People who visit zoos and aquariums are more concerned about climate change than other Americans and are willing to take action to help because they feel a connection with animals. The findings are in the final report, “Global Climate Change as Seen by Zoo and Aquarium Visitors,” analyzed by the Climate Literacy Zoo Education Network (CLiZEN). The Network is led by the Chicago Zoological Society (CZS), which manages Brookfield Zoo.
Researchers surveyed more than 7,000 zoo and aquarium visitors at 15 accredited zoos and aquariums around the country and found that visitors are more concerned about climate change than the general public. For example, 64 percent of zoo and aquarium visitors say they are concerned or alarmed about global warming, compared to only 39 percent of the general public. Also, 35 percent of the general public report being disengaged, doubtful, or dismissive with regard to global warming versus only 17 percent of zoo and aquarium visitors. Non-visitor attitudes were collected via a survey by the Yale Project on Climate Change Communication and the George Mason University Center for Climate Change Communication.
“We have long suspected that people who visit zoos and aquariums care more about environmental issues and that their sense of care is tied to the connection they feel to the animals they see in our institutions. These findings give us the opportunity to help visitors understand climate change and to provide educational information about what they can do to make a difference,” said Alejandro Grajal, Ph.D., senior vice president of conservation and education for CZS.
Nearly two-thirds of surveyed zoo and aquarium visitors believe that human actions are related to global warming, and the majority of visitors think that global warming will harm them personally, as well as future generations. These findings suggest that zoo and aquarium visitors are a prime audience for climate change education messages.
Other results showed that zoos and aquariums provide visitors with socially supportive contexts for discussions about animals and connections to nature. Compared to the general public, zoo and aquarium visitors are more likely to have friends who share their views on global warming. Visitors who are alarmed or concerned about global warming use zoo and aquarium visits as a chance to talk to companions about their relationships to nature, and they view zoos and aquariums as trustworthy places to find out how to help reduce the effects of global warming.
The survey also suggests that visitors’ attitudes, behaviors, and concerns vary with their sense of connection to animals and nature, and 86 percent of visitors report feeling a strong sense of connection with the animals they see at a zoo or aquarium.
“Personal connections with animals are strongly related to our visitors’ climate change conviction and concern and their desire to do more to help save the environment,” said Stuart D. Strahl, Ph.D., president and CEO of CZS. “Zoos and aquariums have an opportunity to foster strong connections between visitors and the animals in our care. This connection inspires participation in both consumer and environmental behaviors that address climate change.”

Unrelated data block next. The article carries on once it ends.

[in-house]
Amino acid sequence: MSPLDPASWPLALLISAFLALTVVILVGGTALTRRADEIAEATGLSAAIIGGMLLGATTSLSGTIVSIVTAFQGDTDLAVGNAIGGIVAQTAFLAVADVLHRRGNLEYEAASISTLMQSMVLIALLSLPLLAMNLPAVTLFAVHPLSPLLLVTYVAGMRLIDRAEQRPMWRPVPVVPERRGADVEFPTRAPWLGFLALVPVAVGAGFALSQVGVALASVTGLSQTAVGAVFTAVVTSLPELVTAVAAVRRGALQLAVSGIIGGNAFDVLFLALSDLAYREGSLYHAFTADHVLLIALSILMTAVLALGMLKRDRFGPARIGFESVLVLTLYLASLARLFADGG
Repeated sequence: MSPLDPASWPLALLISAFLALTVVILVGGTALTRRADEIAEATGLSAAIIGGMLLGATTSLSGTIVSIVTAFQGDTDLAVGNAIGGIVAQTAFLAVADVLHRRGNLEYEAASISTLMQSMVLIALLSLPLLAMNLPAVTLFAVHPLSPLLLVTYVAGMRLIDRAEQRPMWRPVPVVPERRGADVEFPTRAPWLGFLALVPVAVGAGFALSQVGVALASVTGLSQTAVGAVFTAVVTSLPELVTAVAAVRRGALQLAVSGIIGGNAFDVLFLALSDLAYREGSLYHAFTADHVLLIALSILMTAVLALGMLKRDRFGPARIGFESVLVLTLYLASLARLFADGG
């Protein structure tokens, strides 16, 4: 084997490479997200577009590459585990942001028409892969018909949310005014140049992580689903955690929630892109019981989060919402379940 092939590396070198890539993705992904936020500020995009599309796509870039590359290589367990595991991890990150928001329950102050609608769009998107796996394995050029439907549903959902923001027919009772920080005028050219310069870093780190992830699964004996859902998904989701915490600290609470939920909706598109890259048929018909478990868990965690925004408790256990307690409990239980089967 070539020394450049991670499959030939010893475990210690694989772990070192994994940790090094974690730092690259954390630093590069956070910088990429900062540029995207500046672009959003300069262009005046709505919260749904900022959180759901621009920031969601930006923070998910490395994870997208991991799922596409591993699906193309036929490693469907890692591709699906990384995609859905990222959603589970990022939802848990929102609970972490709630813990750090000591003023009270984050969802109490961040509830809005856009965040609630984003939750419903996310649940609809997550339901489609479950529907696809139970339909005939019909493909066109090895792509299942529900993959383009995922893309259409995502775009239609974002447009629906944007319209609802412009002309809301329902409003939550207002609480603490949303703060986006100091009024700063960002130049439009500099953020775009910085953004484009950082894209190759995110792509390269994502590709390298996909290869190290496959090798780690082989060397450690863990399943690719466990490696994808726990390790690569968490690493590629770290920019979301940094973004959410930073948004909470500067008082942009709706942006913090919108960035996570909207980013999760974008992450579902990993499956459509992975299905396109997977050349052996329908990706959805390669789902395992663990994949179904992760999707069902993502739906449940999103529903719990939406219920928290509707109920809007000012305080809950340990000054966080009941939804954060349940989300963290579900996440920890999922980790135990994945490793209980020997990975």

The findings will contribute to a new program being designed to reach more than 20 million zoo visitors annually with innovative ways to encourage understanding and action to address climate change. For example, CLiZEN leaders are planning to create an exhibit that includes an interactive video game where visitors of all ages can “be” a polar bear experiencing the difficulty of survival when ice melts.
A free e-book entitled Climate Change Education: A Primer for Zoos and Aquariums is available for download for educators, zoo practitioners, and anyone interested in learning more about climate change at www.lulu.com. The e-book will be also available through Barnes & Noble and the Apple iBooks app beginning May 4, 2012.
Grajal is leading the team of principal investigators that are developing the national initiative. He is joined by principal investigators Susan R. Goldman, Ph.D., distinguished professor of psychology and education and co-director of the Learning Sciences Research Institute at the University of Illinois at Chicago; and Michael E. Mann, Ph.D., professor and director of the Earth System Science Center at Pennsylvania State University. The partnership is joined by experts in conservation psychology, the conservation organization Polar Bears International, and an external advisory board that includes the Association of Zoos and Aquariums.
The survey was fielded at 15 zoos and aquariums, including Aquarium of the Bay, San Francisco; Brookfield Zoo, Brookfield, Ill.; Columbus Zoo & Aquarium, Powell, Ohio; Como Park Zoo & Conservatory, Saint Paul, Minn.; Indianapolis Zoo, Ind.; John G. Shedd Aquarium, Chicago; Monterey Bay Aquarium, Calif.; National Aquarium,Baltimore, Md.; New England Aquarium, Boston; Oregon Zoo, Portland; Pittsburgh Zoo & PPG Aquarium, Pa.; Roger Williams Park Zoo, Providence, R.I.; Louisville Zoo, Ky.; Toledo Zoo, Ohio; and Woodland Park Zoo, Seattle, Wash. The majority of participating zoos are partners in the implementation of the CLiZEN project. The survey is part of a $1.2 million planning grant that CZS received from the National Science Foundation Program on Climate Change Education and another grant provided by the Boeing Company.